The news pundit on the screen sensationalizes the news of the day, stirring uncertainty in the viewer. "Will the markets go up or will the market go down? Stay tuned!" As an investor, fear and greed are by far the driving emotions that all too often prompt poor financial decision making. However, study after study in the field of Behavioral Finance provide compelling evidence that allowing emotion to drive investment decision making will result in portfolio under performance; and, therefore, have a detrimental effect on your financial plan. Yet with a little understanding about them, your fears can actually be helpful. The question is: how will you read your fears and which ones should you listen to?
If we examine the notion of “fear” for a moment, it’s closely related to imagination. When we are fearful of something, it’s normal to worry about what might happen…Our fear takes hold as we allow our imagination to explore what couldhappen. For those with an over active imagination, especially those who are naturally pessimistic (we will discuss the power of optimism another day), a small market correction could cause them to extrapolate the correction for perpetuity; stoking the fear of the need to work until age 90 while eating cat food morning, noon, and night. Many media outlets and supposed market gurus take advantage of this to sell air time and newsletters.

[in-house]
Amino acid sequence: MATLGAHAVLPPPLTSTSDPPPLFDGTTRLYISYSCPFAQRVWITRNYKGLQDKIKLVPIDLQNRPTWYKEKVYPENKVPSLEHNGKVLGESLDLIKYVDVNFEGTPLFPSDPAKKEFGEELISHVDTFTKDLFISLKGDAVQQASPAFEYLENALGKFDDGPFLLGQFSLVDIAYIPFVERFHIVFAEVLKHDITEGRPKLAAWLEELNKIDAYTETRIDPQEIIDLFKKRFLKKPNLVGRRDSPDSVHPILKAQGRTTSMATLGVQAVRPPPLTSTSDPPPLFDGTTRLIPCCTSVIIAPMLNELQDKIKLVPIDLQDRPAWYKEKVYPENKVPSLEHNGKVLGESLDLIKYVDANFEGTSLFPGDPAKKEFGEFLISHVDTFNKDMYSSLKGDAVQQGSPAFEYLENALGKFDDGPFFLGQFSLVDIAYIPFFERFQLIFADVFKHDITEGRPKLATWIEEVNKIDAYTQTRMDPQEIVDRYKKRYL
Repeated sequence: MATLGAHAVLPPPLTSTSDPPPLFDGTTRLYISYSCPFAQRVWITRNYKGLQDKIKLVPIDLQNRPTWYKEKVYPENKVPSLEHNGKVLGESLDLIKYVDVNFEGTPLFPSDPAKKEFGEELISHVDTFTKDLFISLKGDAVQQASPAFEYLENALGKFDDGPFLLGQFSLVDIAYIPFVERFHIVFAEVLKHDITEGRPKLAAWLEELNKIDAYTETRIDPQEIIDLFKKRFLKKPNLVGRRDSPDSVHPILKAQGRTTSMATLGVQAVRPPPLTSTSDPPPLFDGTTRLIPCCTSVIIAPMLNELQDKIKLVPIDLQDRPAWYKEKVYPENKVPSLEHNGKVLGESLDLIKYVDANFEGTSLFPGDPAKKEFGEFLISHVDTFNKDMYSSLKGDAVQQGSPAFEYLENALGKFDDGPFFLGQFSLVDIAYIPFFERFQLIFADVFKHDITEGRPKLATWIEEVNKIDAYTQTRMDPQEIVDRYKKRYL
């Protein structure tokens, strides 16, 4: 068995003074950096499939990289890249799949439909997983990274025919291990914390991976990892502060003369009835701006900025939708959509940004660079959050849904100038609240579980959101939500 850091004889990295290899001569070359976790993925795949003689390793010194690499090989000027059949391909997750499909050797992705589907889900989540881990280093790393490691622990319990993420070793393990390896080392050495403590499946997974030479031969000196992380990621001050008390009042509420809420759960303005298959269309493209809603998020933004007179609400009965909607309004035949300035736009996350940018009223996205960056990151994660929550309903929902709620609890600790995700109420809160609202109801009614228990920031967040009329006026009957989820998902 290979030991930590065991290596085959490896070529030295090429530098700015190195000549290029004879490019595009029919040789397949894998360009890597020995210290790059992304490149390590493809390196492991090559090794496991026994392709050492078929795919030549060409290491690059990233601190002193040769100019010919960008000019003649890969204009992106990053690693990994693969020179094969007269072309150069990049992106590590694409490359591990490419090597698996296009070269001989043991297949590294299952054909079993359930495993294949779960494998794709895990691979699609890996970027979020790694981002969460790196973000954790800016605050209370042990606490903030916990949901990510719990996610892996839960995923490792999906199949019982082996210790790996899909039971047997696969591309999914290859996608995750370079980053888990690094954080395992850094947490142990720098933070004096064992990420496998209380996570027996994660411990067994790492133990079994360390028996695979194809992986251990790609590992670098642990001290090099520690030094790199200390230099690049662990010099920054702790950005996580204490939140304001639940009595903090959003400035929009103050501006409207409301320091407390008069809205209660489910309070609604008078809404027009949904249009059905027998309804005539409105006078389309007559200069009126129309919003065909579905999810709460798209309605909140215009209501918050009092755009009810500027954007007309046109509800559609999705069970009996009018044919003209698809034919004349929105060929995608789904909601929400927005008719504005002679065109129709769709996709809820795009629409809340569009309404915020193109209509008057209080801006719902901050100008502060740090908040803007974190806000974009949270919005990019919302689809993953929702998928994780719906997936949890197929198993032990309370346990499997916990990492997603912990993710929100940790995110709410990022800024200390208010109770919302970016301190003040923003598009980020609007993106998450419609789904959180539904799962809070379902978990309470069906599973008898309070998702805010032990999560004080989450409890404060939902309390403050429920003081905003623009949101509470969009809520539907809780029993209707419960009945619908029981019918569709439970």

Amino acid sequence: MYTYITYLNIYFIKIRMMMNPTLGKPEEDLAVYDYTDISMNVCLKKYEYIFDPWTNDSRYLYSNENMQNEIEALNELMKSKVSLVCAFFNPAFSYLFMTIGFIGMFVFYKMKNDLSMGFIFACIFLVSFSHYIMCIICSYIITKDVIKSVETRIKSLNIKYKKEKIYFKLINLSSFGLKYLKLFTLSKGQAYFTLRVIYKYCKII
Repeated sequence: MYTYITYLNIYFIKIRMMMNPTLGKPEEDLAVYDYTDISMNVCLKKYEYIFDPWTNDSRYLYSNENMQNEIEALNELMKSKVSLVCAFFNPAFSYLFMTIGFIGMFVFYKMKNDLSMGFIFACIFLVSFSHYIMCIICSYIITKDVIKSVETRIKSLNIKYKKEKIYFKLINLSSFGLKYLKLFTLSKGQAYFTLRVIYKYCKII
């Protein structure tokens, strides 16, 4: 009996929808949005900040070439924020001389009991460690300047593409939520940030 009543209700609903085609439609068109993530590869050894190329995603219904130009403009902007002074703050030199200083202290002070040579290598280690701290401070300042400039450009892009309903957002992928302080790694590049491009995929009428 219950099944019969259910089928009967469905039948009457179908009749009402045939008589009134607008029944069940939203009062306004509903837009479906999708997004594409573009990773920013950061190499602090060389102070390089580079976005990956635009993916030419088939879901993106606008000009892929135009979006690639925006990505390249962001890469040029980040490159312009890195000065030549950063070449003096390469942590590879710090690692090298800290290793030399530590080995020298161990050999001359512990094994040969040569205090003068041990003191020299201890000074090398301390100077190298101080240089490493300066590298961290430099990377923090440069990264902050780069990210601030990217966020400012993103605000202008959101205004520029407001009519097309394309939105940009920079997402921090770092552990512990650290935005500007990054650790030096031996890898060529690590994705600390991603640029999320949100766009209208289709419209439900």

Equally troubling to fear of the future is fear of the unknown. When we don’t have enough information about something our imagination steps in to fill the void. Concerns about not knowing how to manage assumptions about inflation, taxes, or portfolio management can, again, take the active imagination to a scary place like a life of destitution.
The capital markets are complex and the average investor has every right to wonder and worry how their investments will fuel their financial plans. If you find yourself getting carried away by the theatrical side of your fear, it may be time for a “thinking partner”. The key to navigating and managing fear is to ensure you include the coolness in judgment of a well-educated professional when making decisions where fear is involved. As Financial Planners and Portfolio Managers, our most important job is to be that "thinking partner" and provide the context and coolness of judgment rooted in science when it comes to investing and financial planning.
This blog post was inspired by Karen Thompson's Ted Talk (11 minutes and 31 seconds, and worth the watch), where she shares a very insightful look at fear and how we can use our fears to our advantage by being better prepared for tomorrow. We couldn’t agree more! Use your fear to explore what you can do today to be better prepared for tomorrow and call us if you need a thinking partner!!!
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